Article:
(ETW April Fools) USDOT Staffer Makes Shocking Discovery of the 21st Century

WASHINGTON, D.C. – The Navy Yard was buzzing with excitement on Friday after a junior policy analyst at the U.S. Department of Transportation made a startling discovery.

The repercussions were felt across the complex almost immediately as the analyst rushed the information to his manager, who brought it to his manager, who brought it to her manager, all the way up the chain to Transportation Secretary Elaine Chao.

Chao emerged from 1200 New Jersey Avenue SE a few hours later, looking visibly shaken. “Today, one of our staffers made a groundbreaking discovery. We are, today – in the year of our lord, 2017 – actually living, traveling, and even working on 21st Century infrastructure today.”

“I know this will come as a shock to many Americans,” she said. “But while our colleagues in Congress have been working tirelessly to build 21st Century infrastructure, it seems they were too busy to notice that 17 years of it have already passed us by.”

“Indeed, our roads and bridges and trains and airports are all 21st century infrastructure,” she stated, her voice quivering.

A hush fell among the reporters at the press conference before a reporter from CQ Roll Call hesitantly raised his hand. “So, um… what does this mean for Congress’ 21st Century Infrastructure initiative?”

Chao pursed her lips. “It is unclear how – or if – [House Transportation Chairman] Shuster will modify the Building 21 plan,” she said, using the short name for the 2017 initiative that has been focused on building infrastructure befitting a century that America has already been in for 17 years.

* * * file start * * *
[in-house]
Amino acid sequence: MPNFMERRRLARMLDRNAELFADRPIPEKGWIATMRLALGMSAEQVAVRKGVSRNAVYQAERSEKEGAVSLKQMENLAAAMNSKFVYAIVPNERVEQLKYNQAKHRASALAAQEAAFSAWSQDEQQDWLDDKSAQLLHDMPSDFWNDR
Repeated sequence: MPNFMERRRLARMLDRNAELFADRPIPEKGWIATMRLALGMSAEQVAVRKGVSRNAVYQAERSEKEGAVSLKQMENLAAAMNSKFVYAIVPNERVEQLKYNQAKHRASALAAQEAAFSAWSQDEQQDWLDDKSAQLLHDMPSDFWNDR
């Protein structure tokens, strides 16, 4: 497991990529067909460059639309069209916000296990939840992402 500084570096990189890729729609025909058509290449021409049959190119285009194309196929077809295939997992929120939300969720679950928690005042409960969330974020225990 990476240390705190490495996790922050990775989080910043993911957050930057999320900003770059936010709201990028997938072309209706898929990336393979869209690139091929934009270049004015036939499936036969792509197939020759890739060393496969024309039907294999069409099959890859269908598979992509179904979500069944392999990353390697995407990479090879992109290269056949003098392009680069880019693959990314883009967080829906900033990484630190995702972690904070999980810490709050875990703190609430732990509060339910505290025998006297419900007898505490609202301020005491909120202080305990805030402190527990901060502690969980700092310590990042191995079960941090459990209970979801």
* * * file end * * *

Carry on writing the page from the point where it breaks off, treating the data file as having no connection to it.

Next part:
In an exclusive interview with ETW following the announcement, Shuster was alarmed and dismayed. Staffers and interns scrambled around the office behind him, flipping through calendars and House schedules to find out when – and how – the nation had slipped into the 21st Century without them noticing.

“Life comes at you fast,” he mused, stroking his beard. “I don’t know how we didn’t see this when we were writing MAP-21 – I mean, it was in the name for chrissake,” he said, referring to the 2012 transportation bill, Moving Ahead for Progress in the 21st Century.

As ETW has covered previously, 21st Century infrastructure initiatives are not new to Congress. Former House Transportation chairman Jim Oberstar lauded a modern, tech-based infrastructure movement in earnest in a speech at the 21st Century Infrastructure Symposium in 1997:

“If our current approach to solving congestion, pollution, and 40,000 highway deaths a year – pouring more concrete and more asphalt – sounds like slugging away at a problem rather than solving it, then it’s time for an intelligent approach to the future of transportation: an Intelligent Transportation System.”

Nevertheless, Shuster remains bullish on the prospects of a modern transportation network.

“I don’t know what they’re doing down there in Navy Yard, but we’ve got real, tangible progress to make on building America’s infrastructure up here – no matter what year or millennium it is.” Shuster said.

“In fact,” he leaned in, lowering his voice. “I already have staff working on a plan for 22nd Century infrastructure that is really going to drive America into the future.”

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